In the era of, not so much fake, but exaggerated, partisan, and selectively reported news, how can we discern the truth of a matter? God shows us the way in Proverbs 18:17, where we are told the first to present his case seems right until a second comes and questions him. What does it look like, to put this verse into action? Let’s take a classic example from the US gun debate. In the early 1990s Emory University medical professor Arthur Kellermann told Americans that owning a gun was associated with a 2.7 times greater risk of being murdered. Kellermann shared that in his study of three metropolitan areas they had found three-quarters of the victims were murdered by someone they knew, and nearly half by gunshot wounds. That raised the question of whether having a gun in the house might increase rather than decrease a person’s chance of being murdered. The New York Times, and other media outlets, spread these findings far and wide. But was the anti-gun case as compelling as it seemed? To find out, we have to continue on and hear from the critics – the first has presented his case and now we need a second to come and question him. Critics noted that Kellermann’s study showed an equal risk increase associated with owning a burglar alarm. National Review’s Dave Kopel pointed out, this study overlooks “the obvious fact that one reason people choose to own guns, or to install burglar alarms, is that they are already at a higher risk of being victimized by crime…. Kellermann’s method would also prove that possession of insulin increases the risk of diabetes.” The National Rifle Association wanted people to understand that a study of homicides couldn’t give a good measure of how effective guns could be for personal protection. "99.8 percent of the protective uses of guns do not involve homicides," explained NRA spokesman Paul H. Blackman, but instead would involve brandishing the weapon to hold off an assault, or perhaps firing the weapon to scare or wound the assailant. The first presenter might have had us thinking guns clearly needed to be banned. But that was only half the story. Even after hearing from the critics we don’t have the full picture – veteran newsman Ted Byfield once noted that to provide every side of a story we’d need more ink than exists in the whole of the world – but by hearing the two sides argue it out we have a much better picture. God tells us in Prov. 18:17 that if we hear only one side – even if it’s our side – then it’s likely we’re going to miss something. So if the truth matters to us we want to give even our opponents a hearing. At least the thoughtful ones (Prov. 14:7).

Daily devotional

February 27 – Sin and shin (1): Perfection

“Seven times a day I praise you for your righteous rules.” – Psalm 119:164 Scripture reading: Psalm 119:161-168 One of the very well-known and well-used words of the Bible is found in this section. It is the number “seven” (shavveh). It’s a number that means completion, fullness or totality. It’s also a word that indicates rest, for the word for rest (sabbath) is also derived from the number seven in Hebrew. The psalmist’s devotion to God, his love for the law and his zeal to obey his covenant God, is cloaked in the superlative. His service to God is not just good, it’s not only better, but it’s the best he can give. Seven times a day he praises God for His law. Seven times is not to be taken literally, so that we set aside certain times of the day which we rigidly and religiously follow (and then, not even seven, but five, or three, or less!) Rather, it indicates that the psalmist’s life is filled with and bound up in praise to his heavenly Father. Since his day is filled with serving God and praising Him, the psalmist experiences true rest. By the power of the Holy Spirit working faith in him, he rests from his evil works and begins in this life the eternal Sabbath. This is the complete life for the believer. This is the restful life: to fill life with praise to God and to be busy obey His law and willingly serving in the kingdom of Jesus Christ. Suggestions for prayer Ask God to help you live a full life of service and praise to Him, thereby experiencing true and complete rest.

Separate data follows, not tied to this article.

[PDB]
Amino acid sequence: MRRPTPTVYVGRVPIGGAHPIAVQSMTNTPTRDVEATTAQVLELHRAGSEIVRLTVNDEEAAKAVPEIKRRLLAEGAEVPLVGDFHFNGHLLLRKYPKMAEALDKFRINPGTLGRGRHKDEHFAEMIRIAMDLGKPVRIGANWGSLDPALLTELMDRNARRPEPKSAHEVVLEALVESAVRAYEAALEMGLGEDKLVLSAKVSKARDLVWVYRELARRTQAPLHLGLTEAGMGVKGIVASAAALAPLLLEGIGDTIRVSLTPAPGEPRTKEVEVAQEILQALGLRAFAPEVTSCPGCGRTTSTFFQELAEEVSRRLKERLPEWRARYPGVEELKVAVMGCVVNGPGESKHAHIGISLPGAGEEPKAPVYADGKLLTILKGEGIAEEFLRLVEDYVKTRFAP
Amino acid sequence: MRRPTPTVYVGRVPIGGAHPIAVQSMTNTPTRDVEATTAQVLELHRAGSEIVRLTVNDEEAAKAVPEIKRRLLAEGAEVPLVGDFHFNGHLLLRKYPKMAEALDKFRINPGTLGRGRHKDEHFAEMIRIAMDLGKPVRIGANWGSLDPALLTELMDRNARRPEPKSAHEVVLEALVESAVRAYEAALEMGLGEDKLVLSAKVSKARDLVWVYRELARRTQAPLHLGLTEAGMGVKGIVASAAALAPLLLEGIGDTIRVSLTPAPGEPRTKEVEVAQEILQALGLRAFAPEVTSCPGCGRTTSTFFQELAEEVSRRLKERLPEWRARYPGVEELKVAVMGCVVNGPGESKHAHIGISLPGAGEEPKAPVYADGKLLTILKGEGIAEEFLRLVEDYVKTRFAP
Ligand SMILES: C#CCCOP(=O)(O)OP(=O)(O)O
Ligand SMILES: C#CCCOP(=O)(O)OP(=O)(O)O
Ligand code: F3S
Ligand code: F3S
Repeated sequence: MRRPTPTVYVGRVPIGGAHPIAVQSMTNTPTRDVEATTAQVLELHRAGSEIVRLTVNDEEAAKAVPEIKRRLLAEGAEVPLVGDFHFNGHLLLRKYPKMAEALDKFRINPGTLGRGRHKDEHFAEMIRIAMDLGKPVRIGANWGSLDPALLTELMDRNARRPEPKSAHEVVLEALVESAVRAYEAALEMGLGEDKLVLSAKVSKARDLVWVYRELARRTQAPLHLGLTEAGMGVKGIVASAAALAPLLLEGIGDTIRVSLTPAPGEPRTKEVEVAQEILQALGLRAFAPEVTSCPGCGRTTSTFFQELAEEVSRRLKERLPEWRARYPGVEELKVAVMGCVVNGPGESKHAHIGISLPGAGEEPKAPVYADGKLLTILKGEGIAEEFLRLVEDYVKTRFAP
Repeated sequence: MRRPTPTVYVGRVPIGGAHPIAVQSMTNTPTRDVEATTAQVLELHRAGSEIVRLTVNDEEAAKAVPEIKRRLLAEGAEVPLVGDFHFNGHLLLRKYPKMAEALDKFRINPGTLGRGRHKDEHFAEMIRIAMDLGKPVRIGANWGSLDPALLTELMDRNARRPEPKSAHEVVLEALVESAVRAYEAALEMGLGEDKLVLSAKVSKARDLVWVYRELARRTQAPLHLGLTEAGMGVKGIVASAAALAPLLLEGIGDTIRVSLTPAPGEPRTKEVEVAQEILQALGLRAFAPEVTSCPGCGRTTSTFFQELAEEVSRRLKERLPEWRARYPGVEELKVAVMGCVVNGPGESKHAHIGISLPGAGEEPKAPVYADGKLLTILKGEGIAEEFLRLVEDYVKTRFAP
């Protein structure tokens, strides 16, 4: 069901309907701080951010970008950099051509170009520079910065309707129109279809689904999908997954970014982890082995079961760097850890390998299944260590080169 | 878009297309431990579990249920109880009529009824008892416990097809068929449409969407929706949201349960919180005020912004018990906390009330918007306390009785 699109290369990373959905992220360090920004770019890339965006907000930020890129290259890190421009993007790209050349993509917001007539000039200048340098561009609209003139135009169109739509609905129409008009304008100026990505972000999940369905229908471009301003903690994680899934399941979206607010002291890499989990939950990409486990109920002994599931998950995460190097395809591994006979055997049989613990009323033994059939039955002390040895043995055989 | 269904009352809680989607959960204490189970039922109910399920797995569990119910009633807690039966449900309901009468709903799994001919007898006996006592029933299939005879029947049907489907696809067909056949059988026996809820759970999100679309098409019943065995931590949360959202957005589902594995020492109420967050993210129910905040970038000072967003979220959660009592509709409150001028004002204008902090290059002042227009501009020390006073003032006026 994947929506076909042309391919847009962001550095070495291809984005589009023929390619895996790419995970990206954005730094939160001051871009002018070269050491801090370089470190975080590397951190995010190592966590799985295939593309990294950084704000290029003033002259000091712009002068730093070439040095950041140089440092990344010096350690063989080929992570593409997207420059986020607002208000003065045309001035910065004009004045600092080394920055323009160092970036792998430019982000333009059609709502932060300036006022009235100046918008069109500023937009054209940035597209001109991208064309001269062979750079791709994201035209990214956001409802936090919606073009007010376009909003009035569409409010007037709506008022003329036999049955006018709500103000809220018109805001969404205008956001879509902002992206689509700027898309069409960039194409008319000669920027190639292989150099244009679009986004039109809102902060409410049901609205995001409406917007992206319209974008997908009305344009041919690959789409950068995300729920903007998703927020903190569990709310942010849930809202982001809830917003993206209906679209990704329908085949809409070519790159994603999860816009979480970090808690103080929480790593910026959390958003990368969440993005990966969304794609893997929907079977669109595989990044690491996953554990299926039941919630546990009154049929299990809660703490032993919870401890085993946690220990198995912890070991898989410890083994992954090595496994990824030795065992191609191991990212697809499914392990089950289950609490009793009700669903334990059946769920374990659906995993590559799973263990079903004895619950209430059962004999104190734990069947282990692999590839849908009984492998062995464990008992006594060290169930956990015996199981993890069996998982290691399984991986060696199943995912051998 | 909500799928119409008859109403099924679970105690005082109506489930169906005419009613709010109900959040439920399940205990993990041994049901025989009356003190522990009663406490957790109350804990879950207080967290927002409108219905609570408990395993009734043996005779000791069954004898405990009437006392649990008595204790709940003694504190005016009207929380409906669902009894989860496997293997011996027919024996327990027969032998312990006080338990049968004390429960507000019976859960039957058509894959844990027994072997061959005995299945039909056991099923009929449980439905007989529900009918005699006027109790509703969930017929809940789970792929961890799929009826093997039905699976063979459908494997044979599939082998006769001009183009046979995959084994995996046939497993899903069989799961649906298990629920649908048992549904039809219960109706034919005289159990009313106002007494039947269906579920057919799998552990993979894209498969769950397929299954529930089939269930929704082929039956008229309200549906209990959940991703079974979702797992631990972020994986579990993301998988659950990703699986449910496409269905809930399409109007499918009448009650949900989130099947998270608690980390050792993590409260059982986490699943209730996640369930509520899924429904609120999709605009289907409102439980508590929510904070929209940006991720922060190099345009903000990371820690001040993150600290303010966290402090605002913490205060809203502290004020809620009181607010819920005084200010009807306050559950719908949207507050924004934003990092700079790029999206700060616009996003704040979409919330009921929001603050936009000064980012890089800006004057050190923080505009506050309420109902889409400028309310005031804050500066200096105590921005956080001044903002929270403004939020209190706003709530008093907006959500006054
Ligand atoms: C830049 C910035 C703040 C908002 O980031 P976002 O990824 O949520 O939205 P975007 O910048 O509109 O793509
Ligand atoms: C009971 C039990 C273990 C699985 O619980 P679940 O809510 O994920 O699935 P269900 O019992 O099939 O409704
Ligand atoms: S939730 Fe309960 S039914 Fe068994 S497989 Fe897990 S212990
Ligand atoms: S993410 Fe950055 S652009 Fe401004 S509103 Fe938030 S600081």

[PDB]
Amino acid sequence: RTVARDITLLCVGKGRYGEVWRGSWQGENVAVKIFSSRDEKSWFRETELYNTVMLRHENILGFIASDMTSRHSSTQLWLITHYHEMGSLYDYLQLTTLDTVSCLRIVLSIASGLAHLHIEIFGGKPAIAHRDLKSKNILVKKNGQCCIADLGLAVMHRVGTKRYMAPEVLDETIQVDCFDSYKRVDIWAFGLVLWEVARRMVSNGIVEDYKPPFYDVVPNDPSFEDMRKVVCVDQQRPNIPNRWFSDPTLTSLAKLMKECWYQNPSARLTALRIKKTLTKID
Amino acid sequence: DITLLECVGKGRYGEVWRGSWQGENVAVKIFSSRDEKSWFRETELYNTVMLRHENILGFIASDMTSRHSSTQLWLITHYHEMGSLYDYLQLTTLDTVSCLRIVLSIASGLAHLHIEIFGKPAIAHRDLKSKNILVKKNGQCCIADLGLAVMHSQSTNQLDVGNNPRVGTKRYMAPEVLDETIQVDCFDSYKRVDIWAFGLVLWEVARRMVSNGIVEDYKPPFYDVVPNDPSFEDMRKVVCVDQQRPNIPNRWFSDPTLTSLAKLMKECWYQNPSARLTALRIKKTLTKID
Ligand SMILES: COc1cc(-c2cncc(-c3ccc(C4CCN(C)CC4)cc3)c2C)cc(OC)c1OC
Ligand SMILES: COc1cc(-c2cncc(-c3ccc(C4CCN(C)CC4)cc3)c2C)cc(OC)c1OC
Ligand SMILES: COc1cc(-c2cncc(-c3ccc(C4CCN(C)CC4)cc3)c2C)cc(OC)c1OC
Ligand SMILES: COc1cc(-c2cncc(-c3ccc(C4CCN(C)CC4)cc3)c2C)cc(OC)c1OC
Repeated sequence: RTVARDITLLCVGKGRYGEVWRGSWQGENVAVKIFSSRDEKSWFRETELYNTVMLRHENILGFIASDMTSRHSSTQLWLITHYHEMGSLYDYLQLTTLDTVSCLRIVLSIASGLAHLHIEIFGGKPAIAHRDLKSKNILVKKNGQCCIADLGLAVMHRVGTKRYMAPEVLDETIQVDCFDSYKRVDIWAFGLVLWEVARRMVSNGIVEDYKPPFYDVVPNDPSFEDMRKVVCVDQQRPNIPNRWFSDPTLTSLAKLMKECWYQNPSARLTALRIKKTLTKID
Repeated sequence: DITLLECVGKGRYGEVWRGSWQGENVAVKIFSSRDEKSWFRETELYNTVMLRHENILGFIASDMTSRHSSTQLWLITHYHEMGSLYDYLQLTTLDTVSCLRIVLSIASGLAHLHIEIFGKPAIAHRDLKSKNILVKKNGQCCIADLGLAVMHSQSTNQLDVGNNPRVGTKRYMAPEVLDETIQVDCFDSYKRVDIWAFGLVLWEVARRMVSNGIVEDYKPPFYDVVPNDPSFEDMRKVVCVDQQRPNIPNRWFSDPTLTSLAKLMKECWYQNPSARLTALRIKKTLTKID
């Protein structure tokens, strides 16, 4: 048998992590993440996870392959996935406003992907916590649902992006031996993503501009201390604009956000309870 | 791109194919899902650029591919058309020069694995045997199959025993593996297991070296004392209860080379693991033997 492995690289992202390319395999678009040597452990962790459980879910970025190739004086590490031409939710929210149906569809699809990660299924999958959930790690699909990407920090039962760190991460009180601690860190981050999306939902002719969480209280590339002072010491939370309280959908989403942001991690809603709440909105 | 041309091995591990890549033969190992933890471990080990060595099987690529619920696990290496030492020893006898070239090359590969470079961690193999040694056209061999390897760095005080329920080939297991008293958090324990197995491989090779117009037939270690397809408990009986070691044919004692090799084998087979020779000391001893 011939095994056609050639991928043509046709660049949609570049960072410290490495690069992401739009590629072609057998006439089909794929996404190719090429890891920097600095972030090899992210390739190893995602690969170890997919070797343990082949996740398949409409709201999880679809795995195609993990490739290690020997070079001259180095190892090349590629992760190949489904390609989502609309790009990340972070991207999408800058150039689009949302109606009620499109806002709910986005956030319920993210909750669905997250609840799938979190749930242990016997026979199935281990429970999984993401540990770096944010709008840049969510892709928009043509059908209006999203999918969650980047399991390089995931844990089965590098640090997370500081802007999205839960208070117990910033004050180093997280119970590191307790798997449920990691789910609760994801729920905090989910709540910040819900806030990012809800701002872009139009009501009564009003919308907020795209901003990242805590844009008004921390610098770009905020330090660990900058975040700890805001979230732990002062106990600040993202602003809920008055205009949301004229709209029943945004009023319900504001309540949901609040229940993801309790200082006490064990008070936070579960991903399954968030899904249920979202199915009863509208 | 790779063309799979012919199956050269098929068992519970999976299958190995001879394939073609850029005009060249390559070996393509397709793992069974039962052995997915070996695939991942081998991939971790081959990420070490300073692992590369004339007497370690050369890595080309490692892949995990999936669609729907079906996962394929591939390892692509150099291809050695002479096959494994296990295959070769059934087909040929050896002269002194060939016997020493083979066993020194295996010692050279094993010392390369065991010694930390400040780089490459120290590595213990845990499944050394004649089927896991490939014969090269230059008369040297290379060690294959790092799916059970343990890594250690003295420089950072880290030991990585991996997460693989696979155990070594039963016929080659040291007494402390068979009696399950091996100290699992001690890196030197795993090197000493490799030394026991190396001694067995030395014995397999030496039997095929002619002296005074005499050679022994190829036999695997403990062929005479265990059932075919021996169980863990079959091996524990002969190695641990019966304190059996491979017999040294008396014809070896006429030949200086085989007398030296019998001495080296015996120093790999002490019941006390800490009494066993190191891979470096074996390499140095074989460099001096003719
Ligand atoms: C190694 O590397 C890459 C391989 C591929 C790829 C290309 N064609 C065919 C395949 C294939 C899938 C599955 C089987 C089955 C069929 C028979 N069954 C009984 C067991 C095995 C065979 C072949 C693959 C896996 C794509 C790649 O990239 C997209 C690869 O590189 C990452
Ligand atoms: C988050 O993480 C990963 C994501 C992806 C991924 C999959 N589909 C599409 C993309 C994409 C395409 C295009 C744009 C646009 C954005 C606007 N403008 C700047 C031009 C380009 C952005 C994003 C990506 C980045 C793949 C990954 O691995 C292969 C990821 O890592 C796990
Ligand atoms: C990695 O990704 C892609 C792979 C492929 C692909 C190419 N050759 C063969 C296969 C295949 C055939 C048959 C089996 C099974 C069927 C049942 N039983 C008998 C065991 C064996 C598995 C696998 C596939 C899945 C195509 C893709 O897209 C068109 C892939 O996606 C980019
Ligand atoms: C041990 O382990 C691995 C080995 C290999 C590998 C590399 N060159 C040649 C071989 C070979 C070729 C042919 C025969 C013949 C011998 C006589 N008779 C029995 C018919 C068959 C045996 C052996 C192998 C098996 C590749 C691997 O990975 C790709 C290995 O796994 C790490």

This daily devotional is available in a print edition you can buy at Nearer to God Devotional. Rev. James Slaa is pastor of the Smithers Canadian Reformed Church in British Columbia, Canada.

News

Saturday Selections – January 19

Defending the unborn can be as simple as asking the other side to explain themselves

 

Marie Kondo and her “life-changing magic” 

Marie Kondo and her book, The life-changing magic of tidying up, has taken over the Internet and inspired many to throw out and simplify. But like every other secular “life-changing formula” it is so very incomplete.

“Unborn Child” – remembering a musical plea for life

John Stonestreet tells the story of the pro-life song below, that came out just one year after Roe vs. Wade.

UNBORN CHILD
Oh little baby, you’ll never cry, nor will you hear a sweet lullabye.
Oh unborn child, if you only knew just what your momma was plannin’ to do.
You’re still a-clingin’ to the tree of life, but soon you’ll be cut off before you get ripe.
Oh unborn child, beginning to grow inside your momma, but you’ll never know.
Oh tiny bud, that grows in the womb, only to be crushed before you can bloom.
Mama stop! Turn around, go back, think it over.
Now stop, turn around, go back, think it over.
Stop, turn around, go back think it over.
Oh no momma, just let it be. You’ll never regret it, just wait and see.
Think of all the great ones who gave everything
That we might have life here, so please bear the pain.
Mama stop! Turn around, go back, think it over.
Now stop, turn around, go back, think it over.
Stop, turn around, go back think it over.

The new taboo: More people regret sex change and want to “detransition”

The National Post carried a story that few other media outlets are willing to cover…

Going Dutch: Netherlands imports Nashville Statement controversy

The US evangelical document on LGBT issues has divided the Dutch Bible Belt.

“Seek Social Justice” – a free six-session course available

This course features Albert Mohler, Marvin Olasky, Chuck Colson, and you can access it at the link above (and you can watch the trailer below).